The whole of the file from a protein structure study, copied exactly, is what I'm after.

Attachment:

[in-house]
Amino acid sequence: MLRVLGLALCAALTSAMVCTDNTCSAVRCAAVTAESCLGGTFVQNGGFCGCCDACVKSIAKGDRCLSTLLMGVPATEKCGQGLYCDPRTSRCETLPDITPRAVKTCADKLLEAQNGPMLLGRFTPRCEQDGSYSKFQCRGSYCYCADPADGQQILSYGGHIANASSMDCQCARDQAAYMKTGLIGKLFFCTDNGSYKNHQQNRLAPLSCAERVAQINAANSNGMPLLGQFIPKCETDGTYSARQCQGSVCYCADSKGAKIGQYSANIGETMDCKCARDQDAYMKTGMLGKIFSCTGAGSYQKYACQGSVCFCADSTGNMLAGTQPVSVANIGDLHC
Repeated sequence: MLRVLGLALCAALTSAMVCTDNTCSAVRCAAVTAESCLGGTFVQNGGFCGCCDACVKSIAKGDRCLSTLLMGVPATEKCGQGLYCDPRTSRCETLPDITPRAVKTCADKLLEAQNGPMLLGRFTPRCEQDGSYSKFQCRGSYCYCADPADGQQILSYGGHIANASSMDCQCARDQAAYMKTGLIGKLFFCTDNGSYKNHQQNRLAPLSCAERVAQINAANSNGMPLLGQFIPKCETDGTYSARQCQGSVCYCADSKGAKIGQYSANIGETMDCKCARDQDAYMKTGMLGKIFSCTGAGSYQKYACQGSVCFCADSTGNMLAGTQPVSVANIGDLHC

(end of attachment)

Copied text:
[in-house]
Amino acid sequence: MLRVLGLALCAALTSAMVCTDNTCSAVRCAAVTAESCLGGTFVQNGGFCGCCDACVKSIAKGDRCLSTLLMGVPATEKCGQGLYCDPRTSRCETLPDITPRAVKTCADKLLEAQNGPMLLGRFTPRCEQDGSYSKFQCRGSYCYCADPADGQQILSYGGHIANASSMDCQCARDQAAYMKTGLIGKLFFCTDNGSYKNHQQNRLAPLSCAERVAQINAANSNGMPLLGQFIPKCETDGTYSARQCQGSVCYCADSKGAKIGQYSANIGETMDCKCARDQDAYMKTGMLGKIFSCTGAGSYQKYACQGSVCFCADSTGNMLAGTQPVSVANIGDLHC
Repeated sequence: MLRVLGLALCAALTSAMVCTDNTCSAVRCAAVTAESCLGGTFVQNGGFCGCCDACVKSIAKGDRCLSTLLMGVPATEKCGQGLYCDPRTSRCETLPDITPRAVKTCADKLLEAQNGPMLLGRFTPRCEQDGSYSKFQCRGSYCYCADPADGQQILSYGGHIANASSMDCQCARDQAAYMKTGLIGKLFFCTDNGSYKNHQQNRLAPLSCAERVAQINAANSNGMPLLGQFIPKCETDGTYSARQCQGSVCYCADSKGAKIGQYSANIGETMDCKCARDQDAYMKTGMLGKIFSCTGAGSYQKYACQGSVCFCADSTGNMLAGTQPVSVANIGDLHC